In a 3-1 vote with Councilmember Max Perrey voting against, the Mill Valley City Council agreed to reject an appeal by Bob Silvestri of Community Venture Partners, who filed an appeal of the Planning Commission’s approval of the mixed-use project referred to as Richardson Terrace.
The move is the latest step Richardson on his 18-year journey to build housing on his 575 Blithedale property at the intersection of East Blithedale Ave. and Camino Alto. The appeal came on the heels of the Planning Commission’s 4-1 approval of the project after its decision to continue the public hearing that was halted in a flurry of confusion late at night on Nov. 17.
In a follow-up hearing, the commission considered Richardson’s proposed mixed-use, (25-unit and 2,240 sq ft commercial space) development. They did so within the context that the project fits under the Housing Accountability Act (HAA), SB 330, and Density Bonus Law. The commissioners also considered the application on a draft resolution related to CEQA Exemption under Sections 15332 and 15183; and to support the project’s Conditional Use Permit, Tentative Map, Design Review & Tree Removal Permit. Commissioner Greg Hildebrand voted against.
The project’s size, scope, impact and possibilities have long remained front and center, as have the logistics of the busy intersection where it is proposed. It’s the latest chapter in the longtime local builder’s enthusiastic attempt to develop a 1.2-acre property that he’s owned since 2004, facing stiff opposition ever since from neighbor groups that have packed public hearings, hired land-use attorneys and gone back and forth with him via sign wars.
Richardson has proposed a 25-unit proposal that calls for six 800-square foot affordable homes; six 800-square-foot homes designed for seniors, three 1,100-square-foot market rate homes and 10 2,100-square foot market rate homes. It also includes 2,240 square feet of ground floor commercial office space on a 1.2-acre site. Richardson proposes 12 of the housing units above the office space, including 11 two-bedroom units and 1 one-bedroom unit.
Richardson’s architect, award-winning architect Mark Cavagnero, a Mill Valley resident, has previously re-imagined the original street level design to fit in with the surrounding commercial buildings and draw elements from each of those existing buildings.Mill Valley resident Mark Cavagnero, noted that the project’s mass was reduced to 80 percent of what’s allowed and the unit count as 74 percent of what he could build.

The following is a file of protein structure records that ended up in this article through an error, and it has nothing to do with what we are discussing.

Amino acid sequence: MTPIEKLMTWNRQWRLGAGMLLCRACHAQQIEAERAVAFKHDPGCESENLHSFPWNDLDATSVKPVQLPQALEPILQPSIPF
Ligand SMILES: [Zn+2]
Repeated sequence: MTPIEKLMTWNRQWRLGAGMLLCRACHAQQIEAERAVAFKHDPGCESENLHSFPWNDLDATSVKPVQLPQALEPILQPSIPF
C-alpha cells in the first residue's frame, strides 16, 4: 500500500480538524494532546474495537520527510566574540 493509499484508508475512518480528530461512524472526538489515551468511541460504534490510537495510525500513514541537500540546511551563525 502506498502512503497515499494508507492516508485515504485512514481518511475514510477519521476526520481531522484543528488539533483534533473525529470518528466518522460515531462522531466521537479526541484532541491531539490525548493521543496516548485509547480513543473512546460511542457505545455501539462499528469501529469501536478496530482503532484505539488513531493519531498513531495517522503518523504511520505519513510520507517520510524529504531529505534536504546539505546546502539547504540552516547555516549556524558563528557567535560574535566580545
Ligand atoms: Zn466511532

Eric Phillips, Richardson’s land use attorney, pointed out the litany of key local updates and California state law changes that have occurred since Richardson last proposed a development on Kite Hill in 2006. That includes the City of Mill Valley’s passage of a new General Plan in 2013, which created the land use and density standards with which the project complies. City officials also prepared and certified a full Environmental Impact Report that analyzed all the environmental impacts throughout the city and including at the site.
The project received a jolt of support in November 2022 when the Mill Valley School District board of trustees unanimously agreed to sign a letter of intent with Richardson’s Blithedale Terrace, LLC, to buy six below-market rate units for use as district workforce housing. The district intends to buy the six units and rent them at below market rates to teachers and staff employed in the district, according to the staff report. The agreement calls for three low-income units to be sold to the district for approximately between $264,000 and $335,000 and three moderate income units to be sold in the range of $319,000 to $405,000.
A significant portion of the trepidation around the Richardson Terrace project has focused on safety with regard to entering and exiting the property.
The council leaned on the testimony of Planning Commission Chair Jon Yolles, who reported on the various elements of the project and indicated how the commission came to support the project. Those elements included a deeper look at the traffic analysis of the project’s impact on traffic and safety at the project’s intersection of East Blithedale and Camino Alto.
“When I first began reading about the project, I had a number of concerns, but as I dug deeper into the traffic analysis and the traffic engineer and DPW, I discovered that those concerns weren’t as significant as I thought.” Yolles noted that data indicated that the project, even at peak car travel hours, would result in 16 cars coming and going from the site per hour, or one every four minutes. “It really is imperceptible if one more car is coming by our homes every four minutes,” Yolles said.
“The community has shown strong support for affordable housing through this process,” Councilmember Urban Carmel noted. “That did not happen in 2016. It is extremely encouraging to see the outpouring of support and enthusiasm for affordable housing in our town, That is a great step forward for this town.”
Here are some additional renderings of Richardson’s project, courtesy Mark Cavagnero Associates: